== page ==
UA Steel Band members

to play at academy on Tuesday

The UA Steel Band program has a rich history as one of the longest-running collegiate programs in the country. Since its inception 26 years ago, the UA Steel Bands, consisting of two separate ensembles (UA Steel and Blue Steel), have been respected for their programs and efforts to push the boundaries of steel band performance.

At 11:30 a.m. Tuesday, members of both UA Steel Bands will push those boundaries once again in a concert at the Arizona Senior Academy.

Just yesterday, members of the UA Steel and Blue Steel groups were scheduled to perform with world-renowned pan virtuoso Andy Narell and the UA Studio Jazz Band.

The two steel bands are continuously evolving as one group of students graduates and new ones come aboard. Recently, UA Steel held a composition contest in conjunction with CrossTalk, the university’s electronic percussion ensemble, and premiered a new work.

Norman Weinberg, UA professor of music, is director of percussion studies. One of his students, Chris Billings, is director of the steel bands.

Wayne Magee


Talk to offer tips on how

to prevent, recover from falls

A trio of speakers will address the subject “Key Steps to Fall Prevention” Wednesday during the monthly wellness program sponsored by the Arizona Senior Academy. The program begins at 2:30 p.m. in the Great Room of the Arizona Senior Academy building.

The speakers will discuss the epidemic of falls in this country, primarily among the elderly, and the cost to the health care system. They will provide clinical information and address the importance of physical exercise and other proactive measures for fall prevention. They also will respond to questions from the audience.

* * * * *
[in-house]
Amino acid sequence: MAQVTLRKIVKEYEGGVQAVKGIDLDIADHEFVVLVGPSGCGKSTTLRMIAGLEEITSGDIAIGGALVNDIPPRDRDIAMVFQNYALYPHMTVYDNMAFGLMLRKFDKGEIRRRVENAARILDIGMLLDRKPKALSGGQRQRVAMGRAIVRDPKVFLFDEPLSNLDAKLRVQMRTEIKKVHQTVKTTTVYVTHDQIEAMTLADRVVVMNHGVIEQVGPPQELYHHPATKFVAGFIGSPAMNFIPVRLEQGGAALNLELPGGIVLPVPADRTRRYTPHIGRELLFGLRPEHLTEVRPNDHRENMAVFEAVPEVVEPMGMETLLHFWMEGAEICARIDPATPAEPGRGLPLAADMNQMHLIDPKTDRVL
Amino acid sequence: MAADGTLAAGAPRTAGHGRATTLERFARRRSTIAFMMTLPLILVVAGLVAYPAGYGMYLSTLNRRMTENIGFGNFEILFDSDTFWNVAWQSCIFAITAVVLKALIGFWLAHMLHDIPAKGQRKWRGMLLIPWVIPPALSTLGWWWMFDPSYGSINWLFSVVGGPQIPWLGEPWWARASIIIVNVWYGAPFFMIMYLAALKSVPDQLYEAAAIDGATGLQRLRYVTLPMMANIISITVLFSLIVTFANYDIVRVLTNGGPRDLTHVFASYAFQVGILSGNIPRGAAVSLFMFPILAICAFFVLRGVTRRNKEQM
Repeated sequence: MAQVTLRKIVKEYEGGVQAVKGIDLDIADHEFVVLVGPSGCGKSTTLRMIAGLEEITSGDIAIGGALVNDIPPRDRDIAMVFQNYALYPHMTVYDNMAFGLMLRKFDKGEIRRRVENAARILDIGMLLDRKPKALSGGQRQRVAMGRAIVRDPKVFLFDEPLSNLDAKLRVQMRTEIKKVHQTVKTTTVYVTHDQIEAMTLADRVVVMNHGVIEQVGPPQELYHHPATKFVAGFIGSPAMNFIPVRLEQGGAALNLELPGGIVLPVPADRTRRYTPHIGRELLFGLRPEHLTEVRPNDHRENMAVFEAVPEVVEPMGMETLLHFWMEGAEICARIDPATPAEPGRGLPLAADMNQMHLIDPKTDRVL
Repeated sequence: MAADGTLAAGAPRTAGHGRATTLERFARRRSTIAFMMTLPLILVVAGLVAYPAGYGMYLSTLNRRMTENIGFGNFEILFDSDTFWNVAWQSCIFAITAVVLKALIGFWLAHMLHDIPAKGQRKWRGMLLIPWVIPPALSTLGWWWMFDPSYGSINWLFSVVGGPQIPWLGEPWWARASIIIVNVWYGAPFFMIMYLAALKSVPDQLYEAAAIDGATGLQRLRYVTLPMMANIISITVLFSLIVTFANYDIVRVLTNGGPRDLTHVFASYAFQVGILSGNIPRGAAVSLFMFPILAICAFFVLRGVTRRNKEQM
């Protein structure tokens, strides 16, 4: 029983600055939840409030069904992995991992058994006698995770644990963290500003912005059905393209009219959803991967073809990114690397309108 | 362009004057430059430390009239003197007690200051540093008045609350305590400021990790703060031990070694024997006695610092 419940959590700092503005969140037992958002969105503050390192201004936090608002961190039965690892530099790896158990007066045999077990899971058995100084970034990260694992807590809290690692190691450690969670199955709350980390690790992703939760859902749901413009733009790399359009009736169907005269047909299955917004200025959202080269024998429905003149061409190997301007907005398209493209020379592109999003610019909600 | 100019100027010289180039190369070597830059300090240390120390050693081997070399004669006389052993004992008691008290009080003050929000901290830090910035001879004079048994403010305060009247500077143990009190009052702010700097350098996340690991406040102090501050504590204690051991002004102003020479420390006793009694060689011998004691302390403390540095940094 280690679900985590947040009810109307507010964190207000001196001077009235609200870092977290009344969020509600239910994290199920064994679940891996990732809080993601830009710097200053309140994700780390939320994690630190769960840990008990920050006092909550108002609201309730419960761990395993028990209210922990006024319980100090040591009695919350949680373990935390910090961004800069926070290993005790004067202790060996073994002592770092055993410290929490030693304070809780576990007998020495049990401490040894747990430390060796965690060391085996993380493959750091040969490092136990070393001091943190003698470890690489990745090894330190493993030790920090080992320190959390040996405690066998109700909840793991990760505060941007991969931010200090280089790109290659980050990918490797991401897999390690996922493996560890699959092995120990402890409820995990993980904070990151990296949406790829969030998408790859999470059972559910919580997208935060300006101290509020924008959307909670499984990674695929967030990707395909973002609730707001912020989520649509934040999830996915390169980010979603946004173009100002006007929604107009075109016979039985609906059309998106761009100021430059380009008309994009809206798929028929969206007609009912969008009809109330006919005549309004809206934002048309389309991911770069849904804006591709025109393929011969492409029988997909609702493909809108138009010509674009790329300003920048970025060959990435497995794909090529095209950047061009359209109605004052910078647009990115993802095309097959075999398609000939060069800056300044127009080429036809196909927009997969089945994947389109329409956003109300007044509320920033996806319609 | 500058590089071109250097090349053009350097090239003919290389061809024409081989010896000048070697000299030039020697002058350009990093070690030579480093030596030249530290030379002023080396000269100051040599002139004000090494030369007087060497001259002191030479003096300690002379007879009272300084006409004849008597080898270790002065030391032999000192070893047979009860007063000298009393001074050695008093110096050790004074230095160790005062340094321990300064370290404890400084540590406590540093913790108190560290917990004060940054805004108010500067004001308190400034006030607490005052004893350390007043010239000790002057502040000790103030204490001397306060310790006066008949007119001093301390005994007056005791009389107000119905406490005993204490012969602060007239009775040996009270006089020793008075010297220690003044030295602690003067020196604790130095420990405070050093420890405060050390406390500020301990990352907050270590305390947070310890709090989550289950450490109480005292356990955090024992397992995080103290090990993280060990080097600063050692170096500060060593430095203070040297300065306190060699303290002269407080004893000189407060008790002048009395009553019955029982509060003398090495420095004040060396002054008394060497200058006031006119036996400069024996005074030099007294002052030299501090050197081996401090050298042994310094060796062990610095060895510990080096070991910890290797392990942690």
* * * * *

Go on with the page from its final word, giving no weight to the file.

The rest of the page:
Connie Plummer, a certified Pilates instructor who operates The Pilates Station in the Academy Village Community Center with her husband Bill Plummer, will focus on the importance of balance and physical fitness as key factors in preventing falls at any age.

The other two speakers, Michael Dubois and Natalia Filip, will approach the subject of fall prevention and recovery from falls from the perspective of physical therapists. Both are associated with Momentum Physical Therapy in Tucson, and they will emphasize the importance of one’s physical condition in fall prevention and what can be done to facilitate recovery from a fall.

H. Deon Holt

May 1

Doctor who helped save Giffords

to discuss state of neurosurgery

Ever since January 2011, when then-U.S. Rep. Gabrielle Giffords was successfully treated for what many thought would be a deadly gunshot wound to the head, Tucsonans have been aware of the amazing state of the art of neurosurgery at the University of Arizona.

On May 1 at 3:30 p.m., they will have the chance to meet one of the neurosurgeons who treated Giffords and kept the world apprised of her remarkable progress in the days and weeks that followed: Dr. G. Michael Lemole Jr., chief of the division of neurosurgery and professor of surgery at the University of Arizona College of Medicine.

His presentation, “The Evolution of Modern Neurosurgery: A History of Trial and Error, Success and Failure,” is the final piece to be presented at the Arizona Senior Academy of the UA 2014 College of Science series on “The Evolving Brain.”

Accompanied by graphics and videos, Lemole will demonstrate how the science and art of neurosurgery has advanced dramatically in the past few decades.

Even so, its history is firmly grounded in a paradigm of surgical trial and error. Collaborations with allied specialties have made these “trials” safer, but much of what is known of functional brain anatomy comes from disease or medical complications.

This lecture will explore, with sensitivity and humor, the observations and persistence that led to the current state of the art. Lemole will explore how this surgical knowledge of the brain makes current practice safer and how future technologies will advance our understanding with less invasive but more meaningful impact.

A graduate of Harvard, Lemole received his medical training at the University of Pennsylvania School of Medicine and completed his residency at the Barrow Neurological Institute in Phoenix.

Janet Kerans